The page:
'Och, I only wanted to warn him of the bad company to be found in pubs.
This is my father who left us when I was ten to spend every penny he earned in the pubs of Coventry with German bombs dropping all around him, his family next to starvation in Limerick and here he is putting on the air of one in the grip of sanctifying grace and all I can think of is there must be some truth to the story he was dropped on his head or the other story that he had a disease like meningitis.
That might be an excuse for the drinking the dropping on the head or the meningitis. German bombs couldn't be an excuse because there were other Limerickmen sending money home from Coventry, bombs or no bombs. There were even men who fell in with Englishwomen and still sent money home though that money would slow down to nothing because Englishwomen are notorious for not wanting their Irishmen to support their families at home when they have three or four snotty-nosed English brats of their own running around demanding bangers and mash. Many an Irishman at the end of the war was so desperate trapped between his Irish and English families there was nothing for him to do but jump on a ship to Canada for Australia never to be heard from again.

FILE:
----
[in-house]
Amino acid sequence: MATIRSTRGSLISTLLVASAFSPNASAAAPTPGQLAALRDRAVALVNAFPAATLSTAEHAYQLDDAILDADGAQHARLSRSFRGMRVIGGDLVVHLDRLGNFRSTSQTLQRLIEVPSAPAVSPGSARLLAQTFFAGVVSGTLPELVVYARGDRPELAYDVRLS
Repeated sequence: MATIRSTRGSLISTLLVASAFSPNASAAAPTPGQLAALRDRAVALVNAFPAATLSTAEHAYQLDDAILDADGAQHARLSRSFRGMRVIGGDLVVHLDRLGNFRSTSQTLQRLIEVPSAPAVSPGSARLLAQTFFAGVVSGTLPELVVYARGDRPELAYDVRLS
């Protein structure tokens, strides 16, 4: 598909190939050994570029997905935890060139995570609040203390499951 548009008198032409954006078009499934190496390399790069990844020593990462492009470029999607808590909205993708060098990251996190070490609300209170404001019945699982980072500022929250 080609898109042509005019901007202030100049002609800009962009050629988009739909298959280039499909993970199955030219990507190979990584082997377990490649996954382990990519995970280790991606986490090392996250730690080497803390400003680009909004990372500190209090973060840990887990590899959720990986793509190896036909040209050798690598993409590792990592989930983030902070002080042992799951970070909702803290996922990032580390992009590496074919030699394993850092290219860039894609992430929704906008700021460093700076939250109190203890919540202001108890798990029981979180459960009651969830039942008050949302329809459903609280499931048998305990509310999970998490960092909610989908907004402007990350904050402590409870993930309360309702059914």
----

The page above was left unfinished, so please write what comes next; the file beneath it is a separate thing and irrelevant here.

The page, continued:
That wouldn't be my father. If he had seven children from my mother it was only because she was there in the bed doing her wifely duty. Englishwomen are never that easy. They'd never suffer an Irishman who would leap on them in the bravery of a few pints and that means there are no little McCourt bastards running the streets of Coventry.
I don't know what to say to him with his little smile and his Och aye because I don't know if I'm talking to a man in his right man or the man dropped on his head or the one with meningitis. How can I talk to him when he gets up, sticks his hands deep into his trouser pockets and......'
- Debolina Raja Gupta